COVID-19 Resource Center

COVID-19 Resource Center

April 24, 2020
6 min read

Breathing 'Rheum' in COVID-19 Hotspots: New Orleans finds new 'camaraderie' amid economic bust

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Madelaine A. Feldman

The very idea of social distancing runs contrary to congregation and celebration, two things that lie at the core of New Orleans culture. It is for this reason, perhaps, that New Orleanians were initially resistant to quarantine measures to contain COVID-19. But as the death toll climbed and Mayor LaToya Cantrell canceled St. Patrick’s Day festivities, the city slowly awakened to the idea that this was serious business.

As of April 21, 2020, Orleans parish alone had registered more than 6,000 infections and nearly 400 fatalities, according to statistics from Johns Hopkins University. But the numbers, of course, only tell part of the story.

Healio Rheumatology sat down with Madelaine A. Feldman, MD, president of the Coalition of State Rheumatology Organizations and clinical assistant professor of medicine at Tulane University School of Medicine, to discuss everything from challenges facing rheumatologists in New Orleans to the mood on the street in the city.

Q. As a rheumatologist, what are some of the biggest hurdles you are facing with COVID-19?

Feldman: Probably fear and anxiety in our patients. It is so common in New Orleans right now. Everyone is afraid of getting it, so I am constantly answering questions about the infection, about immunosuppression, about protection. What I am telling patients is simple: Take your medications. Don’t let your disease flare. But, of course, we, as physicians, are people too, so we are trying to keep up with our own families, as well. My daughter got infected, so we are worrying about our loved ones.

As of April 21, 2020, Orleans parish alone had registered more than 6,000 infections and nearly 400 fatalities, according to statistics from Johns Hopkins University.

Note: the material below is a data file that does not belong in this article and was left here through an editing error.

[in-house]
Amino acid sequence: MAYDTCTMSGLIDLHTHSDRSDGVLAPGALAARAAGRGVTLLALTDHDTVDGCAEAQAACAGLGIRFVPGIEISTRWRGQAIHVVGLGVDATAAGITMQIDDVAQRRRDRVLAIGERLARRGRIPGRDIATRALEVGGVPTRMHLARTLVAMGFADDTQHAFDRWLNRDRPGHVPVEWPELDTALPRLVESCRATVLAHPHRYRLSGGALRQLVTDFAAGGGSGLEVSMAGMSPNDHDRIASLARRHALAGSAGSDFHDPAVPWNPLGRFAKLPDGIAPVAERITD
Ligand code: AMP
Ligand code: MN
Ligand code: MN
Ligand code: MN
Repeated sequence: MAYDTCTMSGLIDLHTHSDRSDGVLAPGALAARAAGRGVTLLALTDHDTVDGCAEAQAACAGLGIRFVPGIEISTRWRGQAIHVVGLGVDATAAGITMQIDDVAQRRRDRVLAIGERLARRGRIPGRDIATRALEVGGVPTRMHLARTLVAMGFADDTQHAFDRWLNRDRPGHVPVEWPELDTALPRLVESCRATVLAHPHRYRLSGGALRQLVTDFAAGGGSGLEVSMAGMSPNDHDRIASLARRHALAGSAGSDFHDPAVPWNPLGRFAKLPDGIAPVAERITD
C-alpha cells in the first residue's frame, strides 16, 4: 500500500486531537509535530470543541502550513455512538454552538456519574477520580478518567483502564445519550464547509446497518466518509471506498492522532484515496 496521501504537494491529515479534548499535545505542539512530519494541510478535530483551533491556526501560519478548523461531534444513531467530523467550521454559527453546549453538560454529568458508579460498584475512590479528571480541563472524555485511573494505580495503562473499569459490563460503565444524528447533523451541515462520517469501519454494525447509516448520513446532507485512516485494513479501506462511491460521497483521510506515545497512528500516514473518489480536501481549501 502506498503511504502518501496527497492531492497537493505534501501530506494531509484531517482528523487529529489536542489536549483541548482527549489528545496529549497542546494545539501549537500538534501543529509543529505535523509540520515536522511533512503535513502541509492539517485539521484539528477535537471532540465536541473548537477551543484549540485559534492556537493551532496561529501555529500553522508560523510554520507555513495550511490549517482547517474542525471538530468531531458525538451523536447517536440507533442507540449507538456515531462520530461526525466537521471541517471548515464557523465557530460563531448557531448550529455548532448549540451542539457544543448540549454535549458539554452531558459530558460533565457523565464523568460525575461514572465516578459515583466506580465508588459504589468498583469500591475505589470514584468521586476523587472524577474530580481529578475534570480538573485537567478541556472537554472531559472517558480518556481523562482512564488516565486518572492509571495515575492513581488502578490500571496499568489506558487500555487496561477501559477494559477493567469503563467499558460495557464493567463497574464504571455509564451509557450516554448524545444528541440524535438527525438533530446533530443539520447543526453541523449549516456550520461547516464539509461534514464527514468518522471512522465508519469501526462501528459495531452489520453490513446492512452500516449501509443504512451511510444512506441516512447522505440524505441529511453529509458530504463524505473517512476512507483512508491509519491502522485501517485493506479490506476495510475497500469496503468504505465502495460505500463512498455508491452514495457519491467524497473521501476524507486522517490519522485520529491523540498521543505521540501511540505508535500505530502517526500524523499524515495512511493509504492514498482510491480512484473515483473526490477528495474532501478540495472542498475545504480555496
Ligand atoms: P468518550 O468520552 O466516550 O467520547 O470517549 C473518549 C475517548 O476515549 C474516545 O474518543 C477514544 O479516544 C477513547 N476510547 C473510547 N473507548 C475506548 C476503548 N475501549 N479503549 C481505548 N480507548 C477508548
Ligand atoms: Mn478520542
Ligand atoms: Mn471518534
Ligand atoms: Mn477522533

Source: Adobe Stock

In terms of our practice, we need to make sure we have cash flow for payroll this month and next month. We are a small practice with three physicians, no office manager, doing our own billing and infusion inventory. We cannot afford to go on hiatus. As the “eldest” of the group, I have been navigating the Medicare changes, and handling the financial issues and red tape involving small business loan procedures. This kind of paperwork can be heavy duty if you are not a big group with a management and administrative team.

Q. How has the quarantine itself impacted your practice?

Feldman: Like everyone, this has impacted both our personal and our professional lives. My children are grown and gone, but my two partners both have spouses who are physicians, and they have small children at home. As we all know, with small kids at home anything can happen at a moment’s notice. That puts us all on alert to cover for each other. On top of it all, I had to self-quarantine for 2 weeks because of exposure to my daughter, and this was right around the time telehealth was starting — it is a lot of logistics.


Q. Beyond the logistics, what are some of the other challenges you have faced in your practice?

Feldman: One thing I have noticed, and maybe other practices have noticed as well, is that our staff feels much better when I am there. I noticed a palpable change when I had to handle tele-visits from home because of my quarantine. Even now, if something comes up and I cannot come in for some reason, there is a change in the energy of our staff.

The social distancing and lockdown have been a challenge to all of our inner and emotional strength. It seems to have resulted in a special bond among all of us in the office regardless of our station. The lack of personal social connectedness on the outside has made that bond stronger. It is a completely different kind of camaraderie than before COVID-19. We are a team that is not only there for our patients but for each other, as well.

Q. One thing we have been asking rheumatologists is whether there has been a hydroxychloroquine shortage for your patients. Is that happening in New Orleans?

Feldman: It is impossible for me to discuss this outbreak without mentioning hydroxychloroquine shortages. Very early on, one of my partners whose wife is a pulmonologist said HCQ was part of the cocktail given to admitted COVID-19 patients at her hospital. So, yes, it has been happening here for a while. That, of course, has created more fear among our patients. Although the shortage has diminished somewhat, there are a lot more requirements and limitations to acquiring it. It was surprising to hear a pharmacist tell us that you needed a diagnosis of COVID-19 or “some type of arthritis.”